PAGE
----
Ultrarunning: Everything You Needed to Know About Cold Therapy

May 22, 2012

This article is part of Endurance Planet’s ultrarunning article series. If you have questions, comments or feedback about “Everything You Needed to Know About Cold Therapy”, please leave it below in the comments section…

Feeling sore all over is quite common after going through long training runs or a grueling ultrarunning event. Sure, these aches are a testament to the ultrarunner’s achievements. But after grinning and bearing the pains, one should immediately see to one’s soreness and swelling. And the first line of defense against further injury should be the application of cold therapy.

Just what exactly is cold therapy?

Much like its name suggests, cold therapy is the use of controlled low temperatures to arrest damage to injured tissues. Cold therapy works by effectively lowering the temperature of the injured tissues so that the blood vessels surrounding them shrink. When this happens, internal bleeding is arrested and swelling almost instantaneously recedes, providing a more favorable environment for the injured tissues to survive and recuperate.

How early should I implement cold therapy?

While cold therapy has long been in use, there’s still so much confusion surrounding the specifics of the treatment. Professionals recommend that cold therapy be applied as soon as soon as one suffers an acute injury. For ultrarunners, one miscalculated step can result to a sprained ankle. And sprained ankles are no laughing matter among these elite athletes. This seemingly easy to cure injury could break one’s chance of running that long prepared for ultramarathon. So as soon as injury is sustained, the affected spot should immediately be treated with cold therapy for the following 2 to 3 days.

What are the effective cold therapy tools?

Cold therapy may have such a fancy name, but the tools required for its application are in fact very easily available at home. Ice in a bag is of course the most commonly used, although those that don’t have these ready can go for frozen vegetables such as peas or corn kernels contained in sturdy packages. Some also rig their own bendable ice packs by filling heavy-duty ziplock bags with 3 parts water and 1 part isopropyl alcohol and putting the contraption in the freezer for at least an hour until the contents turn into a hard slush. Ice baths are another popular route and preferred by ultrarunners who get especially sore all over.

Just how cold should cold therapy be?

Caution is of course required when utilizing cold therapy. One can easily end up with frostbitten body parts if one isn’t careful. Use a towel to wrap the ice pack before you apply it to the injured spot. This is especially true if the part you’ll be treating doesn’t have much fat in it, such as your ankle, for example.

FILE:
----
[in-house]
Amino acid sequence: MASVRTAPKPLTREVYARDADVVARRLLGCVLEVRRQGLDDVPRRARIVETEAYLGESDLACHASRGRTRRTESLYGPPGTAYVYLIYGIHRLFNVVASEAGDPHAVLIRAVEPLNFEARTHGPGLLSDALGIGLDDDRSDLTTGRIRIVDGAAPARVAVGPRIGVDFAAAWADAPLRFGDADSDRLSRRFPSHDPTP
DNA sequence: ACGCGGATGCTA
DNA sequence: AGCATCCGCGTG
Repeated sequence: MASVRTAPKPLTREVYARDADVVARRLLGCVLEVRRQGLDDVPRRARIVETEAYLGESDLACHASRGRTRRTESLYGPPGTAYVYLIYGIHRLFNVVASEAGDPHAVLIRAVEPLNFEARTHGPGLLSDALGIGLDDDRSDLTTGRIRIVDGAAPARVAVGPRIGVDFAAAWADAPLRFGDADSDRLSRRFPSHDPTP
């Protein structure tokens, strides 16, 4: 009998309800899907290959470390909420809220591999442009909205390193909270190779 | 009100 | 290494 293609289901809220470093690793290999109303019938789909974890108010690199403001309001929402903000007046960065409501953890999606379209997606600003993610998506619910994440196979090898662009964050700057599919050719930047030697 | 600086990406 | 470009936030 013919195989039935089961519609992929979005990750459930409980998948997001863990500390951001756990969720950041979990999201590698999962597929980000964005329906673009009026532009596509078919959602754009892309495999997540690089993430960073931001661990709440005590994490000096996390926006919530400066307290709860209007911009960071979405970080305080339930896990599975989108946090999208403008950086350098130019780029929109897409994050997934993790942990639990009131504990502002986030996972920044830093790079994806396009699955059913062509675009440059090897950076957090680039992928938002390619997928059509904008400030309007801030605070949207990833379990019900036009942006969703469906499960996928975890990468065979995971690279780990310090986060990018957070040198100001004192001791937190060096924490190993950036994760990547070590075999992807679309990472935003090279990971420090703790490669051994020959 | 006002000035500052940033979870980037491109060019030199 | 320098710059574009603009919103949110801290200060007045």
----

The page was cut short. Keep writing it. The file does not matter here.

Also, ice baths should be no more than 60 degrees Fahrenheit cold. Opt to have a thermometer handy when having your ice bath so that you get to monitor the water’s temperature. Each cold therapy session should not exceed 30 minutes as well. And while you can repeat the treatment several times throughout the day, you need to ensure that the skin around the injured spot has fully recovered before you subject it to another go of cold therapy.

Are there contraindications to cold therapy that I should know about?

People who are hypersensitive to cold should not undergo cold therapy. A person who has just recently received a shot of anesthesia may not benefit from this treatment modality as well. Those suffering from Raynaud’s phenomenon should also be careful as exposure to cold may cause symptoms to reappear. Cold therapy is safe when implemented properly. But if you have apprehensions about it, then it would be best to consult with your health provider.

How do I make sure I maximize the benefits of cold therapy?

Applying ice is effective as it is but the therapy should always be accompanied with ample rests so that you don’t end up further aggravating your injuries. Ask your doctor when it would be safe for you to run again, just to be on the safe side. Wrapping the affected area with an elastic band, making sure that it is snug but still allows optimal blood flow, should also be done to aid in reducing the swelling. And elevating the spot must be done as well as it helps guarantee optimal blood flow for quicker rehabilitation of the injury.


Do you have questions about cold therapy, or what you’ve read so far? Do you have any ultrarunning pointers of your own to add? Please leave your feedback, comments and questions below, and we promise we’ll respond.

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